Some people incorrectly believe that if a crime is committed, only the person that directly commits the unlawful act is punished. However, based on their role or knowledge of the crime, other individuals can also be punished (with either the same sentence as the main accused or one fitting their involvement). The issue at question in this article is accessory after the fact. According to California Penal Code 32 PC, if someone harbours, conceals, or aids a felony criminal (so as to help the criminal avoid arrest and/or subsequent punishments) the person is guilty of being an accessory after the fact.
A distinguishing characteristic of being an accessory after the fact is that the individual did not know of the felony crime until after it was committed. This individual still does something that helps the criminal after the crime has occurred, but if the individual had knowledge of the unlawful plan and intended to help with an aspect of it after its completion, that no longer becomes accessory after the fact and changes to becoming an aider and abetter.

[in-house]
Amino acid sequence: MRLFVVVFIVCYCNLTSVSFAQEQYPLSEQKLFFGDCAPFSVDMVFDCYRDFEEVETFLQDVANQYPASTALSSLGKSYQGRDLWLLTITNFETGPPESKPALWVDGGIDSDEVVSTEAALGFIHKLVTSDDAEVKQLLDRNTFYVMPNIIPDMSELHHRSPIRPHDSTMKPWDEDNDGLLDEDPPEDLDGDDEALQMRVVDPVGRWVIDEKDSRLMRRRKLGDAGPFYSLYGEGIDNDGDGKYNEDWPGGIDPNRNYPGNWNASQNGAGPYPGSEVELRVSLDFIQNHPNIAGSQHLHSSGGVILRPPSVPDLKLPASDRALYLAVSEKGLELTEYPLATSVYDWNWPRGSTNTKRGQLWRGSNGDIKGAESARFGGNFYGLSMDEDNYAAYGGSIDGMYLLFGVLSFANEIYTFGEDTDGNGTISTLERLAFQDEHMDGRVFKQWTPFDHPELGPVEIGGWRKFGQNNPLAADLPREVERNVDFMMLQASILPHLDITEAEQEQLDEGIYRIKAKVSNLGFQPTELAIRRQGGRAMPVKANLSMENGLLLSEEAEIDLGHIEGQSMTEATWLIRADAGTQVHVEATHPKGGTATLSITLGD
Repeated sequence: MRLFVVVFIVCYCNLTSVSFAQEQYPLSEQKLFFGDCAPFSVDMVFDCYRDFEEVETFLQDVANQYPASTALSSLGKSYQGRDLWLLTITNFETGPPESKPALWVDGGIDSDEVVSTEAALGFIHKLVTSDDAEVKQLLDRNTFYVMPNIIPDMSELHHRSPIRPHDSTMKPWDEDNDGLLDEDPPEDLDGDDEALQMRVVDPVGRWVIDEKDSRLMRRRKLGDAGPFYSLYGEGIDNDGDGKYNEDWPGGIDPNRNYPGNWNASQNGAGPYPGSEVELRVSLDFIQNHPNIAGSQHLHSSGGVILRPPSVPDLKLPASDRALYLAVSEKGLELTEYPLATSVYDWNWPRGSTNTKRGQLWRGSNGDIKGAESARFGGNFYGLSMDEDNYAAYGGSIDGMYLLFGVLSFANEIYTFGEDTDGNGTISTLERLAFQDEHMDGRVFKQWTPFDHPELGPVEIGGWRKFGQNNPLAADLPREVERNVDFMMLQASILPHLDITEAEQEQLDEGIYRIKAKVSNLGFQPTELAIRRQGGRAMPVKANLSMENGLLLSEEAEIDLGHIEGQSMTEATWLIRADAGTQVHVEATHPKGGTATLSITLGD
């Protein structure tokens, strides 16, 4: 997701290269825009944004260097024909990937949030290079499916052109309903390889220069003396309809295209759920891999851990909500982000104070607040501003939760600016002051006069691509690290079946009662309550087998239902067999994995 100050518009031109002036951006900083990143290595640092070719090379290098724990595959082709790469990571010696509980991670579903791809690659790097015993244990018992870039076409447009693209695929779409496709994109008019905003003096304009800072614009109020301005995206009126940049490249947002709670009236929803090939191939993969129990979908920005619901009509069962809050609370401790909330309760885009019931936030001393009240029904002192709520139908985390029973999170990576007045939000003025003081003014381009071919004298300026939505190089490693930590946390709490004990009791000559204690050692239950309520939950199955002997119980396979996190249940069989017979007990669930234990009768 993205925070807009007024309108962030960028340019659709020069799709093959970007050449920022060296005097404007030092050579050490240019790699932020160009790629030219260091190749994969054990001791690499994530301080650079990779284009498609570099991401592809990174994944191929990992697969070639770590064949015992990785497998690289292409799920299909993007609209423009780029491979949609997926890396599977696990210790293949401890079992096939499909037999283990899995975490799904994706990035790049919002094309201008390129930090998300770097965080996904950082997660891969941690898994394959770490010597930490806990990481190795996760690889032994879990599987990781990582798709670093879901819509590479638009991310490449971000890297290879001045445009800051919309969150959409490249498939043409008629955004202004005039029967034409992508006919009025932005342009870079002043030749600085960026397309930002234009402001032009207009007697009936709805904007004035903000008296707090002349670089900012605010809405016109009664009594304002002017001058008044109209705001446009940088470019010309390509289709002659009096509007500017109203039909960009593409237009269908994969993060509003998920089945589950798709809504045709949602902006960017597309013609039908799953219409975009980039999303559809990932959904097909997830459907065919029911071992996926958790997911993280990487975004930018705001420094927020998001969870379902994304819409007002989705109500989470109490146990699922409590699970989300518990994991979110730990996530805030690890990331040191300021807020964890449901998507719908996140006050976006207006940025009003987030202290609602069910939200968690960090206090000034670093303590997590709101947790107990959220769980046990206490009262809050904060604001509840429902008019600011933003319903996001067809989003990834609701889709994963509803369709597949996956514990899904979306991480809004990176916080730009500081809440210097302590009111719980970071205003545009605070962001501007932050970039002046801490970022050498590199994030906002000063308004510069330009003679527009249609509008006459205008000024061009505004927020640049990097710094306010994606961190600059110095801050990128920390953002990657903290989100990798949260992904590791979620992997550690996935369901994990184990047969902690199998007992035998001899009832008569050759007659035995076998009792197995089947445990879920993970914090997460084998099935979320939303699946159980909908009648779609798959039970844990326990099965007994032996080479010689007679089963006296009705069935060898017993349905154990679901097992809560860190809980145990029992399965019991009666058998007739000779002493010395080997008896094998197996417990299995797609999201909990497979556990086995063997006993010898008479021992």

In order for the prosecution to prove that the accused is guilty of being an accessory after the fact, they must prove several key elements to be true. First, the crime that was committed must have been a felony. Then, the individual who committed the felony must be harbored, concealed, or aided by the accused (knowing that the individual has either committed/been charged with/or convicted of an unlawful act that is a felony in the state of California). Finally, the defendant must have done the aforementioned in order to prevent a course of justice, such as an arrest or sentencing. If the defendant is found guilty of being an accessory after the fact, they can be sentenced to paying a fine and/or going to prison for up to 3 years.